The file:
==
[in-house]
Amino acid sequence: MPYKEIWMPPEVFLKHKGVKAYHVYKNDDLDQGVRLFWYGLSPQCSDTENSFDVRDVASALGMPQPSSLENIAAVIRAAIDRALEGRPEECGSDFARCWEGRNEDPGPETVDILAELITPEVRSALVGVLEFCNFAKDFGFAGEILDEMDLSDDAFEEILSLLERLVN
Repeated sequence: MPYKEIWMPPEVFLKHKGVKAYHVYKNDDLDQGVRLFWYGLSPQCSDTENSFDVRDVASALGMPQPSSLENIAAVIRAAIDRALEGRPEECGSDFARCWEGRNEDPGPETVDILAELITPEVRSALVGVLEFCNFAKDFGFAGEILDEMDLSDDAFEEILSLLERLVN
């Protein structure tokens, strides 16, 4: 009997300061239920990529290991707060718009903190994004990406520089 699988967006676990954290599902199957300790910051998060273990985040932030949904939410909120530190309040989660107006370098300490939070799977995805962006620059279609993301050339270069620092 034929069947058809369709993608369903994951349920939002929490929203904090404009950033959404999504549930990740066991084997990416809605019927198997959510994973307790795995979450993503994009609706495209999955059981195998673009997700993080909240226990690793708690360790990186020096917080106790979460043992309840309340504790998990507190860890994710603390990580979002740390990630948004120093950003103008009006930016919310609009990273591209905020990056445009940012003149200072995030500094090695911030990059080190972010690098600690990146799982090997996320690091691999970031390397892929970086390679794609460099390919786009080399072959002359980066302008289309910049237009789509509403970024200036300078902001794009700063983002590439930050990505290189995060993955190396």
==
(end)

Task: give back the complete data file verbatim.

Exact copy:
[in-house]
Amino acid sequence: MPYKEIWMPPEVFLKHKGVKAYHVYKNDDLDQGVRLFWYGLSPQCSDTENSFDVRDVASALGMPQPSSLENIAAVIRAAIDRALEGRPEECGSDFARCWEGRNEDPGPETVDILAELITPEVRSALVGVLEFCNFAKDFGFAGEILDEMDLSDDAFEEILSLLERLVN
Repeated sequence: MPYKEIWMPPEVFLKHKGVKAYHVYKNDDLDQGVRLFWYGLSPQCSDTENSFDVRDVASALGMPQPSSLENIAAVIRAAIDRALEGRPEECGSDFARCWEGRNEDPGPETVDILAELITPEVRSALVGVLEFCNFAKDFGFAGEILDEMDLSDDAFEEILSLLERLVN
């Protein structure tokens, strides 16, 4: 009997300061239920990529290991707060718009903190994004990406520089 699988967006676990954290599902199957300790910051998060273990985040932030949904939410909120530190309040989660107006370098300490939070799977995805962006620059279609993301050339270069620092 034929069947058809369709993608369903994951349920939002929490929203904090404009950033959404999504549930990740066991084997990416809605019927198997959510994973307790795995979450993503994009609706495209999955059981195998673009997700993080909240226990690793708690360790990186020096917080106790979460043992309840309340504790998990507190860890994710603390990580979002740390990630948004120093950003103008009006930016919310609009990273591209905020990056445009940012003149200072995030500094090695911030990059080190972010690098600690990146799982090997996320690091691999970031390397892929970086390679794609460099390919786009080399072959002359980066302008289309910049237009789509509403970024200036300078902001794009700063983002590439930050990505290189995060993955190396």